One writer described Veronica Mars during her pre-fandom days as “outrageous,” writing that the writing was “clunky,” the one-liners too “crisp,” and the teens too “clever and in charge.” The show was saved in her book when someone called it “camp.” That made it all click for her. I only take issue with that designation because I have a narrower definition of camp (I immediately think John Waters), but by her estimate, if Veronica Mars is camp then so are the Scream movies. The thing she’s referring to is the over-the-top, in-your-face stance of the show. It’s not as if Andrew WK wrote the dialog, but you know everything is not this well-scripted IRL, and dramatic events don’t self-organize into perfect act breaks. Well, that’s probably because… It’s a fucking TV show!
With that said, it’s one of the best TV shows I’ve ever indulged in. Kristen Bell’s depiction of Veronica Mars is more than enough to carry this show, but the inimitable Enrico Colantoni (Just Shoot Me and Flashpoint; as her dad Keith Mars), Percy Daggs III (as Veronica’s sidekick Wallace), Jason Dohring (as complex pretty boy Logan Echolls), and Francis Capra (as bad boy Weevil) as well as minor characters like Tina Majorino (Napoleon Dynamite; as the aptly named computer wiz Mac) all do major heavy lifting.
Annoy, little blond one! Annoy like the wind! — Logan Echolls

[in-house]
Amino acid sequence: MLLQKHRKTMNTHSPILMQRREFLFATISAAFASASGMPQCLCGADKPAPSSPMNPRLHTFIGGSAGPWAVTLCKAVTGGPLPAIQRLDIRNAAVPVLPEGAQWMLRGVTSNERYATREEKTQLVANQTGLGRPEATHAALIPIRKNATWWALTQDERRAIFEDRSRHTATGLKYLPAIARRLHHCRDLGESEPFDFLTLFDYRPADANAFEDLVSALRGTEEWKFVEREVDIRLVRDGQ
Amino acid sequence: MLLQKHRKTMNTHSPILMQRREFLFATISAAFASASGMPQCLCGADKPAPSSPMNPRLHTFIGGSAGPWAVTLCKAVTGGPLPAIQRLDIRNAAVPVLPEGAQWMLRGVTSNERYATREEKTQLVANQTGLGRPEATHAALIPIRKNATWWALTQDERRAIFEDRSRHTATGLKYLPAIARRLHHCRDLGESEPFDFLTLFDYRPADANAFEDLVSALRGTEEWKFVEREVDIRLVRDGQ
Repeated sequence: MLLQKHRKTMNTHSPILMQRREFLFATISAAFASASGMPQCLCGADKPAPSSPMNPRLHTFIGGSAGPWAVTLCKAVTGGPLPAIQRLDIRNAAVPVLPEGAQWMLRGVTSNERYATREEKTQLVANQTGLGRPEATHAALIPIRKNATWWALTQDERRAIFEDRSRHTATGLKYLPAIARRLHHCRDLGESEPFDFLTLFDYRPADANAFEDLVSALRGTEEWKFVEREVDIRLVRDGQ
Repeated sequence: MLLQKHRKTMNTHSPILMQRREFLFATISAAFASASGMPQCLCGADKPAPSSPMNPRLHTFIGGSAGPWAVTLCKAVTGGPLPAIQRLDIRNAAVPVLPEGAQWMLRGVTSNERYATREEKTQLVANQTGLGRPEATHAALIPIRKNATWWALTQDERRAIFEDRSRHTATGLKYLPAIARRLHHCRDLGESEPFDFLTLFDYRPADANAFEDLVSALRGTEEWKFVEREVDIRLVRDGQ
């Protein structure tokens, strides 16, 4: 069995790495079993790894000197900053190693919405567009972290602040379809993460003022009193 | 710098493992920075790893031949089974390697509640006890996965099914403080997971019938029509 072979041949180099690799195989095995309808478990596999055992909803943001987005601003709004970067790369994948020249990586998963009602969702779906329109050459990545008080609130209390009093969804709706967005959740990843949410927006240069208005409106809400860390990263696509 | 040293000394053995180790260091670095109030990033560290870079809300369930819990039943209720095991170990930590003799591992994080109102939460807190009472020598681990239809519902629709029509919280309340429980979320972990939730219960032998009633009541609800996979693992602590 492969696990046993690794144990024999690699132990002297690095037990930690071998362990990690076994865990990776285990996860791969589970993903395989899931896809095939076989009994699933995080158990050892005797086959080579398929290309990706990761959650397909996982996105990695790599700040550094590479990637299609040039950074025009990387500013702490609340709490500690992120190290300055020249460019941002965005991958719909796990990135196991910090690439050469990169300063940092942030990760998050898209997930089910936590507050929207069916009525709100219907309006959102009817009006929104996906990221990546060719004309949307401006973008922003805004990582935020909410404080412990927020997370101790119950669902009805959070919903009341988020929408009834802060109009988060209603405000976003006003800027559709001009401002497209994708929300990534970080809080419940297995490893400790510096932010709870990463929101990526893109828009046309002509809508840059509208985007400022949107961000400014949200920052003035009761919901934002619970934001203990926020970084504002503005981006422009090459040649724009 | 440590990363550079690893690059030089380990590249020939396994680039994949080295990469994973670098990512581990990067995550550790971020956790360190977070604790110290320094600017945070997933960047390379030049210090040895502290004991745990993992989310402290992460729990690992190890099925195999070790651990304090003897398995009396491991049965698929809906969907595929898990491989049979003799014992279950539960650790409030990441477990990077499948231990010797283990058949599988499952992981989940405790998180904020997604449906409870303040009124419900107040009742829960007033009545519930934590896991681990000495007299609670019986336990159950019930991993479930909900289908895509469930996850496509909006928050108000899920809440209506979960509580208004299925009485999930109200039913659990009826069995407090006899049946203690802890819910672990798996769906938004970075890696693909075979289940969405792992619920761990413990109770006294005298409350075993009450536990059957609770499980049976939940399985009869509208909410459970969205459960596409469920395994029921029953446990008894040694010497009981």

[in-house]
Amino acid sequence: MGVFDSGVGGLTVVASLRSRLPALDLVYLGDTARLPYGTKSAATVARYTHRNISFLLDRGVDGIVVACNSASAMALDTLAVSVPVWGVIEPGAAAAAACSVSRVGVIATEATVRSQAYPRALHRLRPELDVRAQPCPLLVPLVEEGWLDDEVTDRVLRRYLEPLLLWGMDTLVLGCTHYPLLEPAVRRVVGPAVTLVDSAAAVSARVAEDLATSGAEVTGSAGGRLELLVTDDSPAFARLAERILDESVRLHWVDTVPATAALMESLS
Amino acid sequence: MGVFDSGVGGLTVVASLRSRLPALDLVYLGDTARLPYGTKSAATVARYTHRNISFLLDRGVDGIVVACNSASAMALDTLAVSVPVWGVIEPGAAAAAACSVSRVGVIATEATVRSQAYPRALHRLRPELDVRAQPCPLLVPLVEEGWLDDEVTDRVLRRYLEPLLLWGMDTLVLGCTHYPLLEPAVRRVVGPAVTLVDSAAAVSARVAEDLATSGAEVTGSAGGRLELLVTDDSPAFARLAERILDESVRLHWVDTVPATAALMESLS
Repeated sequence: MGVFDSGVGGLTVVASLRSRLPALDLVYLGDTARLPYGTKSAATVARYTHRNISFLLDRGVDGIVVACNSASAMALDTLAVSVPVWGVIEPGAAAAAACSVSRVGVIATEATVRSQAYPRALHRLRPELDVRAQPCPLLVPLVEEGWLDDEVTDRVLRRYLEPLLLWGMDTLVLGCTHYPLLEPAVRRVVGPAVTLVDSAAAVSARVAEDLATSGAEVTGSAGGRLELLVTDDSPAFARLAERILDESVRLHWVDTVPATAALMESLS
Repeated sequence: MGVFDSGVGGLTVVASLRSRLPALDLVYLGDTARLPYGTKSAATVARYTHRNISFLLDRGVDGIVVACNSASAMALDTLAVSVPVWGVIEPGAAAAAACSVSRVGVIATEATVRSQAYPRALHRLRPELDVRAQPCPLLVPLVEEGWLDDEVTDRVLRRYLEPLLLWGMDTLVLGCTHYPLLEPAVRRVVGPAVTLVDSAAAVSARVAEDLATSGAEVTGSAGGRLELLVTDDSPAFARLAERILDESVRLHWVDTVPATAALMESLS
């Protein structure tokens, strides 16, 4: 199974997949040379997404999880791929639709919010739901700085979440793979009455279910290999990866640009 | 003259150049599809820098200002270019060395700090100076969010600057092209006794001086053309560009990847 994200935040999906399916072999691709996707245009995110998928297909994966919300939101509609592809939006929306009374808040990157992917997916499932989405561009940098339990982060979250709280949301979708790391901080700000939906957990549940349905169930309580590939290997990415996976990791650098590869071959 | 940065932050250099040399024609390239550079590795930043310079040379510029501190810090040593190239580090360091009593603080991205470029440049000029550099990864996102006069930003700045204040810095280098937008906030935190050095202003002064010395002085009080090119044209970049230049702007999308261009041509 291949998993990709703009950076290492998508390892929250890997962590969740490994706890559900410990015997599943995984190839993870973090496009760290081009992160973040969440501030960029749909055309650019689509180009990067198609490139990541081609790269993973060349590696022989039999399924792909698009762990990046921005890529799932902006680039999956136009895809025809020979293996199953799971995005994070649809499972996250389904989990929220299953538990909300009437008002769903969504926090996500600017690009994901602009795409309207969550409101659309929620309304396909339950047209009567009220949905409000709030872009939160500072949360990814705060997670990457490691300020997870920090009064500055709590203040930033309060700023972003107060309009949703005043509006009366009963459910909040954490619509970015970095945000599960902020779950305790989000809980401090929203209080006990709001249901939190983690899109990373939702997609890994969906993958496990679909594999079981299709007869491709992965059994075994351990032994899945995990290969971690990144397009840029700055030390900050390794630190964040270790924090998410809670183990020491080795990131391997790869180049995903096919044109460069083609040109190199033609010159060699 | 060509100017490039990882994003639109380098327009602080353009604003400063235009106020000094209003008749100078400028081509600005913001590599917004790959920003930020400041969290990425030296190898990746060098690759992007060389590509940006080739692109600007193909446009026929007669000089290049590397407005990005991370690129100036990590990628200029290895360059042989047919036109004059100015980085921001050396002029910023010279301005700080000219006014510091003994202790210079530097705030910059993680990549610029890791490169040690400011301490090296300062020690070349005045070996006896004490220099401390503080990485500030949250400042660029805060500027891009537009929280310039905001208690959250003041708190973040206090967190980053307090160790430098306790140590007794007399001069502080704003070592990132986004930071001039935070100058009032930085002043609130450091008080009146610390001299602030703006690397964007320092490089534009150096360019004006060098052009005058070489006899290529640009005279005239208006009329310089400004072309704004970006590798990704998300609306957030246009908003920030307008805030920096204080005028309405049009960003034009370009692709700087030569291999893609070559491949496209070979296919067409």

Rob Thomas (not to be confused with that lame Matchbox 20 dude) put this show together during a five-year dry spell in what had been a flood of good fortune in Hollywood. According to Neptune Noir (Benbella, 2007), the critical essay collection he edited, it saved his career and his soul.
The series so far (I wanted to wait until I watched the whole thing to write this, but I’m only on the second season, and I’m convinced. I also wanted to wait until I finished the book, but the book keeps spoiling the series!) mixes elements of Heathers (snarky, dark humor), Twin Peaks (the haunting of the show by Lily Kane, just as Laura Palmer did in Twin Peaks), 21 Jump Street (whip-smart whippersnapper detectives), American Beauty (stereotypes on the surface, crazies underneath), and several other teen dramas and comedies. The writing is razor sharp, the plot twists are white-knuckled, and the characters are as multidimensional as they are memorable. It’s everything I want from a TV show or a movie.
And speaking of, the way we watch hath changed. If it weren’t for the streaming of TV online, I wouldn’t know the first thing about this show. This is important for a show like Veronica Mars, which is available on Netflix Instant, or other cult favorites like Twin Peaks: The ratings don’t matter online. A show that critics loved but mass audiences barely got can thrive in the minds of millions through internet-enabled rediscovery. In the case of Veronica Mars, this is good.
So, while I’ve never owned a television, I do love the medium done brave and done well. And Veronica Mars is a prime example of that. I am hereby recommending it to you.
Here’s a fan-made trailer for season one [run time 2:16]: